I took the test in my current motorhome which is rated at 29,410 lbs GVRW and has air brakes. While it is a really good idea to fully understand and know how to test the air brake system, Illinois does not require (or didn't in 2012 when I took the test) an air brake endorsement.
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Old 10-05-2014, 09:43 AM   #98
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Quote:
Originally Posted by LabDad2 View Post
Pigman1,

Sorry for any confusion on my part. I have a IL issued license which is a Class C license. On the back of my license it states "Class: Single Veh GVWR 26000 or Less Except Cycles

So what I have, based on my understanding, is a Non-CDL Class C license which is required by the State of IL to operate my Coachman Encounter 36BH with a GVWR of 22,000 lbs. My Motorhome is a V10, gas guzzler , obviously without air brakes.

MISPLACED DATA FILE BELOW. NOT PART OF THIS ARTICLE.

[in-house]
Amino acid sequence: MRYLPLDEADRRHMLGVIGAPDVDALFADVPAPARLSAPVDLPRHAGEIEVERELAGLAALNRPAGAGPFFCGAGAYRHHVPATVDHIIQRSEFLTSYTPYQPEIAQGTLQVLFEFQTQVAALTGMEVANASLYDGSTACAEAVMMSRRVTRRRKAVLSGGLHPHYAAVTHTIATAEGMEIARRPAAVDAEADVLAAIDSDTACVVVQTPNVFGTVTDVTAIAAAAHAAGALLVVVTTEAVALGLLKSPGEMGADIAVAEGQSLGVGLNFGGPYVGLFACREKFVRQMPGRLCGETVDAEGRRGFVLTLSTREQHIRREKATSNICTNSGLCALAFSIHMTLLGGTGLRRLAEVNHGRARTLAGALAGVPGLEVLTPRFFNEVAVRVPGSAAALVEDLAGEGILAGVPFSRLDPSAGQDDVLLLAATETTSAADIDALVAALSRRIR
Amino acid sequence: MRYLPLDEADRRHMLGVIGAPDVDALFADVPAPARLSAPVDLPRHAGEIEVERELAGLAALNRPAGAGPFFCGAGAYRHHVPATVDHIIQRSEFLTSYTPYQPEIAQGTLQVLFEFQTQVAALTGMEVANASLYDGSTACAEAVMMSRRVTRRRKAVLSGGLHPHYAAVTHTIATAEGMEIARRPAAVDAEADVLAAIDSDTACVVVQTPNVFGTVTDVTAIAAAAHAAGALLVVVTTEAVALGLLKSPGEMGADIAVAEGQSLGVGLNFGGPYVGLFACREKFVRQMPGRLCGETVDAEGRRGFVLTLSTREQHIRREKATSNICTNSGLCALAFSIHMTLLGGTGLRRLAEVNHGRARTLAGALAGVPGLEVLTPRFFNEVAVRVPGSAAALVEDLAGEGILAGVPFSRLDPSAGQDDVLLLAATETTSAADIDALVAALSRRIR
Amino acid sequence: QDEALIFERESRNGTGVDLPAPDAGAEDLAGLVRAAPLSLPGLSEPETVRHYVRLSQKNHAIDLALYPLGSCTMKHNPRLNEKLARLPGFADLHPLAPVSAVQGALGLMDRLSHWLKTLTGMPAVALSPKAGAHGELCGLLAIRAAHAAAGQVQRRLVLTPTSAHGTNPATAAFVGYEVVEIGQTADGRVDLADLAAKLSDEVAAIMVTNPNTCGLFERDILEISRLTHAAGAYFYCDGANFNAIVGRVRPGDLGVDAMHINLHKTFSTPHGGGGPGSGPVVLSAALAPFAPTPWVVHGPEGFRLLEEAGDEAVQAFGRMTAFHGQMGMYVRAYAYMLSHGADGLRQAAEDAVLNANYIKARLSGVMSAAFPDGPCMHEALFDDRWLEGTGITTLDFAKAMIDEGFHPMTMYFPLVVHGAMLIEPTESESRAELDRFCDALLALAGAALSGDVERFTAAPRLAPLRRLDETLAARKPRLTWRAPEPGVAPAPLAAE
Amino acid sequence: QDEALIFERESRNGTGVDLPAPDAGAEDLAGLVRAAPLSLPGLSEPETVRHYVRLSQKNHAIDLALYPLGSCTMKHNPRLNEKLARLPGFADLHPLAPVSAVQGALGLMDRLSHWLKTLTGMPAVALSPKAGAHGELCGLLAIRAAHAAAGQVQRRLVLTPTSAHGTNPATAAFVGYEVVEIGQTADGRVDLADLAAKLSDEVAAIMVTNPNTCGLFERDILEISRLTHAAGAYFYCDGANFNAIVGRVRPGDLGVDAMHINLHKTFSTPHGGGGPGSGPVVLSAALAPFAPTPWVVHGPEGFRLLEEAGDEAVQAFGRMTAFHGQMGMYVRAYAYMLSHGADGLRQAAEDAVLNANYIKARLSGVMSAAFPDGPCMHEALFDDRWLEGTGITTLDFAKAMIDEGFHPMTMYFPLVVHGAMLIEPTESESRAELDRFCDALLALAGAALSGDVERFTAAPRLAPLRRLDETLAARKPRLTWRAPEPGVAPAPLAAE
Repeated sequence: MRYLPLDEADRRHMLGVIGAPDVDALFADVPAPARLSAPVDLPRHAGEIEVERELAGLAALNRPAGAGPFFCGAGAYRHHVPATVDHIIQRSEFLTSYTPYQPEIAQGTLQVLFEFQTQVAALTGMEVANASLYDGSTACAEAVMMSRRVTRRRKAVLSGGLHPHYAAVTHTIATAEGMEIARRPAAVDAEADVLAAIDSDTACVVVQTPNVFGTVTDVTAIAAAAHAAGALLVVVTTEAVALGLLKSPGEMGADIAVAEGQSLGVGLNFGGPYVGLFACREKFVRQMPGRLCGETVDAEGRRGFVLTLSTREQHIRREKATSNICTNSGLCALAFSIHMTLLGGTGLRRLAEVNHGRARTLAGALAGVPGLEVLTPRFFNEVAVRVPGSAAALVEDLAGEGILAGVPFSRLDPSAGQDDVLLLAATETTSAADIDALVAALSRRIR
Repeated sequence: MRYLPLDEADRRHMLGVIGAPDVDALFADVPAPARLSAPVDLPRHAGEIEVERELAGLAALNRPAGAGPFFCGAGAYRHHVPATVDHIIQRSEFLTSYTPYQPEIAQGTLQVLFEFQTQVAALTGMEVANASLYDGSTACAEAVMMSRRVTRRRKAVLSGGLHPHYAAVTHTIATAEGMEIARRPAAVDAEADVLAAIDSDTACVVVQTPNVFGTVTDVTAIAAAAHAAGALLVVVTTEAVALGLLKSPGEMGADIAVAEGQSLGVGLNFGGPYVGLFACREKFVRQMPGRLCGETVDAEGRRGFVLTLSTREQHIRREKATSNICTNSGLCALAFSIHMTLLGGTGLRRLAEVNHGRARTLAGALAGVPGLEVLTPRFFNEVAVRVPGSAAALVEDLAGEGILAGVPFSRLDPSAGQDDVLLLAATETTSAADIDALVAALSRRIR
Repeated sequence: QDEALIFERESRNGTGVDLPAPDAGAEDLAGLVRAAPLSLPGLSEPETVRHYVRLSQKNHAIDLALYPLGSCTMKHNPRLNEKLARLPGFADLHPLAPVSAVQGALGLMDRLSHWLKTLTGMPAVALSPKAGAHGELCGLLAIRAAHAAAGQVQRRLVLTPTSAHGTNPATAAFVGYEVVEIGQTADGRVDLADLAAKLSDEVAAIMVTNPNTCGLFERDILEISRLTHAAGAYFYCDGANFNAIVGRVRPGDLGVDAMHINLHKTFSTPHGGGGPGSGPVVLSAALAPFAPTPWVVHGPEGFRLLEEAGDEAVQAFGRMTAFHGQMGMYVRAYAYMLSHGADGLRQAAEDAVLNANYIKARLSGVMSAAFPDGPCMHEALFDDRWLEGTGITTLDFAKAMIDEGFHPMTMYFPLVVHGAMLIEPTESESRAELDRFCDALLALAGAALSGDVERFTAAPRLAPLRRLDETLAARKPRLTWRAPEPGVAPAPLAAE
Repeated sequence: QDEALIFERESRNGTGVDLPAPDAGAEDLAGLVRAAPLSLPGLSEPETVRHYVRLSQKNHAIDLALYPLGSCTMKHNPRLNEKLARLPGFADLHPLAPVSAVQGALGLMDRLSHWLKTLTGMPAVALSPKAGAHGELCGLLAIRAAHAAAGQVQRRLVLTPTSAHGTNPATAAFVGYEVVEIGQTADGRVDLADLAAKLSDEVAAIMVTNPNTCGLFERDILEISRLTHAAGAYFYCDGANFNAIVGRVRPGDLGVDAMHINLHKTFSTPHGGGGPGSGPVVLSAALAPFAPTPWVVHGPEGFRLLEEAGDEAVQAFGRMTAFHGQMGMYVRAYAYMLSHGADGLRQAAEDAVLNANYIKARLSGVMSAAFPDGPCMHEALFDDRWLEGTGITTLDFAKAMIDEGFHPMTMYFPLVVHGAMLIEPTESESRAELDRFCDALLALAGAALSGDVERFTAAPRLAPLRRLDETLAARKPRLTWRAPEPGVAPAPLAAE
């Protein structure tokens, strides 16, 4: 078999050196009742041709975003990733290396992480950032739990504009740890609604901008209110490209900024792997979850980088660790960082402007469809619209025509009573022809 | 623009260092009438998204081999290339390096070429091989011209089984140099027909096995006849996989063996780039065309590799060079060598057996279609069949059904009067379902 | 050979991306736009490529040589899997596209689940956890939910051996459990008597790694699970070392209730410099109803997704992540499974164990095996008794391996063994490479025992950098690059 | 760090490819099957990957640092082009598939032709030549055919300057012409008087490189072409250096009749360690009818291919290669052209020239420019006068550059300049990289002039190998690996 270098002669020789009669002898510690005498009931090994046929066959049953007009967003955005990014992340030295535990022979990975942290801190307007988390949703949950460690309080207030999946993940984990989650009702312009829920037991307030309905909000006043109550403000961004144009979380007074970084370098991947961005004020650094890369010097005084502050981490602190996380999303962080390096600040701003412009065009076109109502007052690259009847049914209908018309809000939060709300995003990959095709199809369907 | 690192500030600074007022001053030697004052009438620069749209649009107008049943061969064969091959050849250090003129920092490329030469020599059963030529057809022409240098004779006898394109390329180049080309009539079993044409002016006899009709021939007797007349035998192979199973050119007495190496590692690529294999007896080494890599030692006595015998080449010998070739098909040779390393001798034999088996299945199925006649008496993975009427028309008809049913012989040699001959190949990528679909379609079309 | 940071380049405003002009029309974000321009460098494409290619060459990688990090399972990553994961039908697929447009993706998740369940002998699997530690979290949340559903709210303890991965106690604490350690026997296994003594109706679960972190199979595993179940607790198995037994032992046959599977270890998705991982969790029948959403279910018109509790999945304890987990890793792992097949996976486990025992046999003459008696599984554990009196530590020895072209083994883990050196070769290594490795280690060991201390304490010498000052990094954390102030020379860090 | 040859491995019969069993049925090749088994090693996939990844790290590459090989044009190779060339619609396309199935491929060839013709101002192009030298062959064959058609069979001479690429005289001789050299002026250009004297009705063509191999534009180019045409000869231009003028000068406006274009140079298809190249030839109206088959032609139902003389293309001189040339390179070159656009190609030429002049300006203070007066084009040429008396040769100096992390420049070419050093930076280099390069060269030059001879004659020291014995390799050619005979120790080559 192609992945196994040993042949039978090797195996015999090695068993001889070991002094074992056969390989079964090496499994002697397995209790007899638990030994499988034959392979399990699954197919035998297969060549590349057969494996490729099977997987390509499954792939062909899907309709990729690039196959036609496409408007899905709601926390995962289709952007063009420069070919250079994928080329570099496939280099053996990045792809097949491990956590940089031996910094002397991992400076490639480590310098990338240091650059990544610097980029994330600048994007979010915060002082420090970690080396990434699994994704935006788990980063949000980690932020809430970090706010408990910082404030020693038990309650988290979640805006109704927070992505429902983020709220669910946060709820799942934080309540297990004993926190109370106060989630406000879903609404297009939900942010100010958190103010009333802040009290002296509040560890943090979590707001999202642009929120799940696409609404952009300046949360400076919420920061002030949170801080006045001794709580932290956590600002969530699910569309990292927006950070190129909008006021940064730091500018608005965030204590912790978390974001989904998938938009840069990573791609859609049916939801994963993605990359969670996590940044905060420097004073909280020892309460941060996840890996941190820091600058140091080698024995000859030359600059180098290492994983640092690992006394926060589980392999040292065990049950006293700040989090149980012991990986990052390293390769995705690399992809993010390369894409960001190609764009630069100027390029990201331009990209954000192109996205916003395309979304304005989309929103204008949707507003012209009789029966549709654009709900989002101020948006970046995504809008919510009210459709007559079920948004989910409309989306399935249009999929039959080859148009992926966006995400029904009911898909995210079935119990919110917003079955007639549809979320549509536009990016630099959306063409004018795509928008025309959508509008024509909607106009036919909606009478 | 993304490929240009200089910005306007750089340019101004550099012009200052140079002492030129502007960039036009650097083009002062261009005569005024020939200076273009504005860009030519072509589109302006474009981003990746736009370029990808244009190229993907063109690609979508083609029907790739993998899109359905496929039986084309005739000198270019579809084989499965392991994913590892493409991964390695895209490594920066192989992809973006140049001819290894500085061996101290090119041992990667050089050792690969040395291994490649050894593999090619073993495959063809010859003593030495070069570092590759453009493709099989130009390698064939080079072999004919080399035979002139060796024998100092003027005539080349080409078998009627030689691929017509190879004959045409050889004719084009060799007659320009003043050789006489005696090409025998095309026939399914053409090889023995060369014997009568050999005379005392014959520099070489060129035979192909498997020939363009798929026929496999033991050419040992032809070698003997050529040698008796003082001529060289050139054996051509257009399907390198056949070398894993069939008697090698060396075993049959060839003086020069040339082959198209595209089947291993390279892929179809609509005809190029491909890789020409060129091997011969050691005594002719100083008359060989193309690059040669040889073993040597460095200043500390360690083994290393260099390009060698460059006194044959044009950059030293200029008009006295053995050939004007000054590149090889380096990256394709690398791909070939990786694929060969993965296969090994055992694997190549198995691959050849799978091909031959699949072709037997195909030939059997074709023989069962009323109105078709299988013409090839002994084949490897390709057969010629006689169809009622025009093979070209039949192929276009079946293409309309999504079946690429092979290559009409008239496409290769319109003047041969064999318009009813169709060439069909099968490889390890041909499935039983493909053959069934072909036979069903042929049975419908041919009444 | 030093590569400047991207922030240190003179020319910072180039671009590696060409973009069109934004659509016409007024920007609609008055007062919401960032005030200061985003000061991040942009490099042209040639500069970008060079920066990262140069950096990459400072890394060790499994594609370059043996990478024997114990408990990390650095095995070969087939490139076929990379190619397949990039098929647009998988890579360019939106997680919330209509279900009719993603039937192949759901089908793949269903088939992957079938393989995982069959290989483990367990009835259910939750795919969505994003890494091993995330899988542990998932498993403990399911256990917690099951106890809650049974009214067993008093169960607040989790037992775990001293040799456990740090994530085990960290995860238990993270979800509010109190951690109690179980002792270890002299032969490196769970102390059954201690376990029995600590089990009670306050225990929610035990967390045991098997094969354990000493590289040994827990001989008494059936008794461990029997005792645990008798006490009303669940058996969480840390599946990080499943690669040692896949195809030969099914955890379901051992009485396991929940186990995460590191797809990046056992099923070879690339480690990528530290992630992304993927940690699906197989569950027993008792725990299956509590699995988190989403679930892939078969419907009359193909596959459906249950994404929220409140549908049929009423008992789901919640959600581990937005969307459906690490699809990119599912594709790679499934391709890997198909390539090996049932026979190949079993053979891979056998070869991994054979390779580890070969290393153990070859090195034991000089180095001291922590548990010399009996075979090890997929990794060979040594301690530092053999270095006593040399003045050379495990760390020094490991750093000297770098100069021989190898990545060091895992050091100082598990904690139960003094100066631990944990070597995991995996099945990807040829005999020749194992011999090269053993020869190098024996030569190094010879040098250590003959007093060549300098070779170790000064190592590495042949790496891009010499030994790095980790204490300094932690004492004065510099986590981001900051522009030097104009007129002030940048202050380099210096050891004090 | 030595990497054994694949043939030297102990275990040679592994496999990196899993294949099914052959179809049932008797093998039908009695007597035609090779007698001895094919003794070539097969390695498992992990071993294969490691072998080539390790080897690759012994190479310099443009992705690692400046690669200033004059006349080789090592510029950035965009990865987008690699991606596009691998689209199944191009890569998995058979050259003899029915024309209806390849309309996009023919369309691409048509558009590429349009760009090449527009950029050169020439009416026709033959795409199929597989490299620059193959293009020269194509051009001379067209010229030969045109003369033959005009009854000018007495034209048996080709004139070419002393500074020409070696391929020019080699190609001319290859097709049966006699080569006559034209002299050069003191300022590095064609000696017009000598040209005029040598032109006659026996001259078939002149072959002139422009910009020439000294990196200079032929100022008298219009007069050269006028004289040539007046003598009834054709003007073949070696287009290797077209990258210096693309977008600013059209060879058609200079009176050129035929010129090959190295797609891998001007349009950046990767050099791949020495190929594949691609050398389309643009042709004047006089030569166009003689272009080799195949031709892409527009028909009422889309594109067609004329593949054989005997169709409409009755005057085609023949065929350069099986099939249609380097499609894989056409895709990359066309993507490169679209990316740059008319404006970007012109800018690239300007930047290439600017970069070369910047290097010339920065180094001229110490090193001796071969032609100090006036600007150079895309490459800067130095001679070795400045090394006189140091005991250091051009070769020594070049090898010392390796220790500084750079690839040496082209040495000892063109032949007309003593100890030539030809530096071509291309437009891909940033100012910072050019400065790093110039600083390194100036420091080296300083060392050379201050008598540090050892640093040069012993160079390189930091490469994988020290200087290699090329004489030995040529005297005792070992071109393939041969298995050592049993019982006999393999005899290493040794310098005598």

This whole thing was confusing to me when I first bought our motorhome because I was always of the understanding after talking with RV dealers in the IL you didn't need anything other than a normal drivers license for driving or pulling an RV. My dad and I pulled trailers and drove different types of motorhomes for close to a combined 60 years and were always of the understanding this was the case in IL but, if it was that way in the past, at some point it may have changed and a different class of IL drivers license is required based on weight of the RV.